Wednesday

25 May 2016

“And Jesus came and said to them, ‘All authority in heaven and on earth has been given to me. Go therefore and make disciples of all nations, baptizing them in the name of the Father and of the Son and of the Holy Spirit, and teaching them to obey everything that I have commanded you.” (vv. 18-19)

Psalm: Psalm 93


Background

This passage in Matthew's Gospel is often referred to as the Great Commission. This was often the passage that was used when missionaries were sent abroad - it is still used in that way although with far less frequency.

The major focus of the passage is on Jesus' words, "all authority has been given to me". God authorised Jesus, therefore Jesus spoke with God's authority, and as Jesus is 'authorised' so he 'authorises others'. God's mission is revealed through Jesus so that it may be continued down the ages and across the world.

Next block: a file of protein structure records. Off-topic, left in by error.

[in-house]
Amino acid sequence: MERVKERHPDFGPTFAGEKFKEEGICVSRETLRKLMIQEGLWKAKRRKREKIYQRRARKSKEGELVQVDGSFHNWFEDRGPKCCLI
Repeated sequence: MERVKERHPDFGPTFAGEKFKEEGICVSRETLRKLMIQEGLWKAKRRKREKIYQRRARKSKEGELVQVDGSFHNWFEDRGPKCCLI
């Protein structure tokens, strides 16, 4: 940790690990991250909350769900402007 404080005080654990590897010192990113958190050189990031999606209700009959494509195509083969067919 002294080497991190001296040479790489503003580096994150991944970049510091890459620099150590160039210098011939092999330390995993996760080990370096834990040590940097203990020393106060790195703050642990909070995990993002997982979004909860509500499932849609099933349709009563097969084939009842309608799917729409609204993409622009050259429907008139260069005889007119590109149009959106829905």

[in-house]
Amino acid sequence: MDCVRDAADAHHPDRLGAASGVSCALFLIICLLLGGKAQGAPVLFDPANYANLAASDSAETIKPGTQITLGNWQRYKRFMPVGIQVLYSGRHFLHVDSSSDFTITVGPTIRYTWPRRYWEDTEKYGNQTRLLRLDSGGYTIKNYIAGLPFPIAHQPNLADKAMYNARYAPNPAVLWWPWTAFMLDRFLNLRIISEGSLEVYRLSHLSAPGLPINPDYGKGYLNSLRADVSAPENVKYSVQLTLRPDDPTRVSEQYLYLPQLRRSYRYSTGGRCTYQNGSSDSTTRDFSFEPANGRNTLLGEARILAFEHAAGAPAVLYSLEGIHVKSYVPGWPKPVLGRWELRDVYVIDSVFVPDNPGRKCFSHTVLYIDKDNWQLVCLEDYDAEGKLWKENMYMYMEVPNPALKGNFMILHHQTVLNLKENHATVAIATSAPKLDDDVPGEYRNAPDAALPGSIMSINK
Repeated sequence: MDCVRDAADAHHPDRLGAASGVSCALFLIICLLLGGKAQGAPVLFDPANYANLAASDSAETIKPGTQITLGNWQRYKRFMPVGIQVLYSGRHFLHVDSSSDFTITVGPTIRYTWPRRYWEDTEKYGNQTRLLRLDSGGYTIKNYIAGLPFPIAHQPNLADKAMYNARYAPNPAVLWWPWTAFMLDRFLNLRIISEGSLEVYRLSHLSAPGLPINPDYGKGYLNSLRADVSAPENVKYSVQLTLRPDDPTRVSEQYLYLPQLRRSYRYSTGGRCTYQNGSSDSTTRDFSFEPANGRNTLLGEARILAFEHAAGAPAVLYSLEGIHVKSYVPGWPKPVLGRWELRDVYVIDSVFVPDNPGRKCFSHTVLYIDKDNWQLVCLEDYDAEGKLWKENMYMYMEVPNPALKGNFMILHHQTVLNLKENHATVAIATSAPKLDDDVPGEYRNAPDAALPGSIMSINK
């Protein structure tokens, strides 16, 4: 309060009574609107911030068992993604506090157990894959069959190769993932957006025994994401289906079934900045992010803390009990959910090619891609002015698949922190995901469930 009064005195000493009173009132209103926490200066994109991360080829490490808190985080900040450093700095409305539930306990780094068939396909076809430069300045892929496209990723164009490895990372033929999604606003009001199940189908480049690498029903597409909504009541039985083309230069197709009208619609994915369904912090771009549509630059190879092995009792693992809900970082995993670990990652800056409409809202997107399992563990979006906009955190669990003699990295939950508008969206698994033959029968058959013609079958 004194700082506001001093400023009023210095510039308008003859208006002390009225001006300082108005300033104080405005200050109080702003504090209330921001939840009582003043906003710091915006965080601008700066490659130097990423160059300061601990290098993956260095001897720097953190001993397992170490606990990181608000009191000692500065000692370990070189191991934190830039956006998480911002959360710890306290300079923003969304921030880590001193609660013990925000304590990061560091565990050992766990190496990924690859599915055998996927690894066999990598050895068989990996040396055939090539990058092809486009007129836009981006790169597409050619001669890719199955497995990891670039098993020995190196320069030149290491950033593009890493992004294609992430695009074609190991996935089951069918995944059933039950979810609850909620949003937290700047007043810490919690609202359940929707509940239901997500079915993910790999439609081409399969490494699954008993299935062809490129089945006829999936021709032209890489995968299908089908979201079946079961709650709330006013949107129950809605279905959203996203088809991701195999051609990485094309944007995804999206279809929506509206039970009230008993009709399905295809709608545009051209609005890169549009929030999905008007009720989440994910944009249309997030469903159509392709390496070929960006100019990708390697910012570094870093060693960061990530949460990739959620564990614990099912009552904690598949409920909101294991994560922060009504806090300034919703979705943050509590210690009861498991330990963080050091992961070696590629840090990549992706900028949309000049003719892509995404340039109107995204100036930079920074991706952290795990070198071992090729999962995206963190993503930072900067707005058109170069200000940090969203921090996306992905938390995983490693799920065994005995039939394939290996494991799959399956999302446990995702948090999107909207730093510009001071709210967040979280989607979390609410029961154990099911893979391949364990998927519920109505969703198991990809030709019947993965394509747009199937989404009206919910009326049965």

This is not 'authority' in the sense of 'power' - the sort of authority that Jesus was tempted with in the wilderness (Matthew 4:1-11), this is authority to act on behalf of God in the spirit of Jesus Christ.

The disciples are sent to teach what Jesus had taught them and what they had learnt from how he conducted his mission in love and compassion. They are to teach about God's will and how to live in accordance with it. They are sent to develop the righteousness in others which characterises the kingdom of heaven.

In short this passage sets out the Church's agenda.


To Ponder

  • This passage has been associated with the sending of Christian missionaries to other countries - how do you see it as applying to you in your current setting?
  • Jesus' contemporaries spoke of him as one having natural 'authority' but he was not authoritarian in how he dealt with either his disciples or those who came to him for help. Howmight we develop in a way which people acknowledge as authentic and 'with authority', without falling into the trap of using authority as power over people?


Bible notes author:  The Revd Jennifer Potter

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